In September 2022, millions of Burundian citizens cast their votes and 44,244 notables were elected. Importantly, 10,781 of them were women. This is 24,4%. And even though women’s representation in the councils does not mirror demographical gender proportions by far, according to Marie Concessa this is big step forward. “Women in Burundi never won more than 20% of the votes in hill-level elections. This time, we did. And doing it we have broken through a barrier, we have passed a milestone. This is of historical importance, not only for women but for the inclusivity of governance and decision-making in the country as a whole.” But the leap forward didn’t come just by itself. “Society in Burundi is deeply patriarchal and traditionally women are kept out of a lot of decision-making structures,” she says. “It took a lot of concerted advocacy by civil society activists for women to be elected in such numbers.”

A learning laboratory

After living a challenging life in exile, Marie Concessa returned to Burundi in 1997. Back home she was struck by the degree of discrimination against women, including herself. She started taking part in advocacy initiatives that promoted the rights of women, youth, and minority groups in her country. Ever since 2009, when she joined AFRABU, she has been a strong and now reputable civil society activist. AFRABU has collaborated with Cordaid since 2014 in designing and rolling out advocacy initiatives and campaigns that promote the rights, as well as the representation and participation of women and youth in governance structures. Marie Concessa: “Cordaid has been a learning laboratory for me. Thanks to their support, AFRABU colleagues and myself have become stronger activists, with better lobbying and advocacy skills.” As a Just Future ally, in 2022, AFRABU, hand in hand with other civil society actors and in the run-up to the elections, has unabatedly campaigned for inclusivity of the councils of notables and their electoral process.

Organising advocacy from local to national levels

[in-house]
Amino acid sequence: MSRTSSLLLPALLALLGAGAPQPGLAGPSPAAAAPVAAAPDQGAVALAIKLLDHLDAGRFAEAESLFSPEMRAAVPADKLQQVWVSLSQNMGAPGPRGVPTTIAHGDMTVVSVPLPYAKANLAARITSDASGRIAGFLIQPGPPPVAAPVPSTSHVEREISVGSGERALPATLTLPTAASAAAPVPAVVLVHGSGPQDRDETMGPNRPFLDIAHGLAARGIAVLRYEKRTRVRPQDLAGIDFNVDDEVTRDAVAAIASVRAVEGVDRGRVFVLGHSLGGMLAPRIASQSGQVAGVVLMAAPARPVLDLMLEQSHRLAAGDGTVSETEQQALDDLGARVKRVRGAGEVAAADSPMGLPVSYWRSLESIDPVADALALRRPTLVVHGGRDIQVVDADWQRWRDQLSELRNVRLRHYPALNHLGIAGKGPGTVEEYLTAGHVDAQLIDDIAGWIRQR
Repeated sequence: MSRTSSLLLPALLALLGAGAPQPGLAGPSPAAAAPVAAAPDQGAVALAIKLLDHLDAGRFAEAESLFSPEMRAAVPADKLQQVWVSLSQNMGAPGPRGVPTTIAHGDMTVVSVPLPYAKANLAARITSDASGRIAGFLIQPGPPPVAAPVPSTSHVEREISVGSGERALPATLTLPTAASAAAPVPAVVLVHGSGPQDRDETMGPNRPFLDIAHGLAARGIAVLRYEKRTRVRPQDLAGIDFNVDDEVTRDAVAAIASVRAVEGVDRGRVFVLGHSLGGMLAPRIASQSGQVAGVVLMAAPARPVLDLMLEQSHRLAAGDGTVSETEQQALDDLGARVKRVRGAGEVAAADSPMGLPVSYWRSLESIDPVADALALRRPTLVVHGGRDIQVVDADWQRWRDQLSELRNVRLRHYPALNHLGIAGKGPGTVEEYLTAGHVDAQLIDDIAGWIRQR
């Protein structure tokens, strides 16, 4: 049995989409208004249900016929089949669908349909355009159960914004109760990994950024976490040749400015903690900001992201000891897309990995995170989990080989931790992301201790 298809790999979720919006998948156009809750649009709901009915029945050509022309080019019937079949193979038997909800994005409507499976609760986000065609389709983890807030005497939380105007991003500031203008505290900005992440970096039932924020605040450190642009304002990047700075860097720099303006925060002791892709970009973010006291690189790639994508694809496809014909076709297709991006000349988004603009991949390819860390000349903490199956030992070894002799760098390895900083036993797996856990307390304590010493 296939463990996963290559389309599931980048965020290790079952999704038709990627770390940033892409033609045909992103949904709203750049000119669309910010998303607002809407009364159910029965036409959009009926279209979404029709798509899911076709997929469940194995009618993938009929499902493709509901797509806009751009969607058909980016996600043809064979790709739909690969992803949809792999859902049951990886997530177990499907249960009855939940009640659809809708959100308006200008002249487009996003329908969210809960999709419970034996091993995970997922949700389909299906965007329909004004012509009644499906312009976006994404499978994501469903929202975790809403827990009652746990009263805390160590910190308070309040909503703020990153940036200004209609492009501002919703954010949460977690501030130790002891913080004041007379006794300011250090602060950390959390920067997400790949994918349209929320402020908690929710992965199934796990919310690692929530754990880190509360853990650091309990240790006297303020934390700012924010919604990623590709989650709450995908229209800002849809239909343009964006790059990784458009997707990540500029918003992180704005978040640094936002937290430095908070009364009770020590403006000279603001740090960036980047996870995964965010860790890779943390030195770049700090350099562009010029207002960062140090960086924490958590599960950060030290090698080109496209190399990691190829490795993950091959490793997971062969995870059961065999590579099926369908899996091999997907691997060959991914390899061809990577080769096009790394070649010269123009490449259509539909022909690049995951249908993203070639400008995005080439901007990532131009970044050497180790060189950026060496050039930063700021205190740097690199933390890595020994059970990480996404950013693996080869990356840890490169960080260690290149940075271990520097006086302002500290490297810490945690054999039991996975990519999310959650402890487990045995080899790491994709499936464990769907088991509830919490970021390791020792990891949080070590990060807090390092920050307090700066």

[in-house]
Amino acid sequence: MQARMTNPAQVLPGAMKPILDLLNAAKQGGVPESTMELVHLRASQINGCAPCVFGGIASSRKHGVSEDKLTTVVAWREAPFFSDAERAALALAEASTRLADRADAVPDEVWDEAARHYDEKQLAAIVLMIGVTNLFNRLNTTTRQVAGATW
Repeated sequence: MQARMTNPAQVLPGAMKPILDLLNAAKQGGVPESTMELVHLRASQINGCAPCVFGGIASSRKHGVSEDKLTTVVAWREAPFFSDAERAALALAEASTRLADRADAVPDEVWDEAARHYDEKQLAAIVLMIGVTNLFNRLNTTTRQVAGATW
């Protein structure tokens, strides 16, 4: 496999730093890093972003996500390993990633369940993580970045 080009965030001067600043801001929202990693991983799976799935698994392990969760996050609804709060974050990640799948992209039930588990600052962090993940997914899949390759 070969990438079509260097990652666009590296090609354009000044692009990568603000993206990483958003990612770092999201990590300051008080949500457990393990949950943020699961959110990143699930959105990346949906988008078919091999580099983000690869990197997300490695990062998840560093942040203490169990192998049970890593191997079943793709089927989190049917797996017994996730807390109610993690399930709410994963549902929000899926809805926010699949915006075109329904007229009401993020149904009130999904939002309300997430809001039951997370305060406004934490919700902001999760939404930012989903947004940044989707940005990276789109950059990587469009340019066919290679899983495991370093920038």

“The 01/03 law of 23 January 2021, which established the legal framework of the councils of notables and the subsequent decrees that regulated the election process, was completely mute to the call for the inclusion of women. It showed no gender awareness or sensitivity to existing gender inequalities. There were no requirements at all that of the 15 members per council, a certain number had to be women. This is not conducive to gender equality or justice. Yet, the councils themselves are meant to play a key role when it comes to social justice,” Barubike explains. Right from the start, in 2021, and under the umbrella of the Just Future alliance, AFRABU and its allies, advocated for a more gender-aware framework of the council of hill notables institution. “We went to communities and vulgarised, explained, and discussed the law with women in the hill zones in seven of the 17 provinces. This is also when we observed that our concerns were shared by women all over Burundi. Which gave us the support and legitimacy to proceed with our advocacy efforts on higher levels.” Part of these consultations were also the women leaders that, later on, would campaign in favour of female election candidates.   Subsequently, AFRABU connected with other national civil society actors, including the Forum National des Femmes (the national women’s forum) and the Asscociation des Femmes Juristes (association of women lawyers), who provided legal expertise. “Together, we formed a unit that prepared an advocacy paper, analysing the discriminatory character of the legal framework as well as presenting means to make it more favourable to the inclusion of women and youth.” This joint paper, initiated by AFRABU and signed by a large number of national civil society organisations, was then shared personally with political authorities, including the President of the Republic. Two separate notes, expressing the same concerns, were shared as well, one with the national commission overseeing the launch and operationalisation of the councils of hill notables, and the other to the Minister of Gender.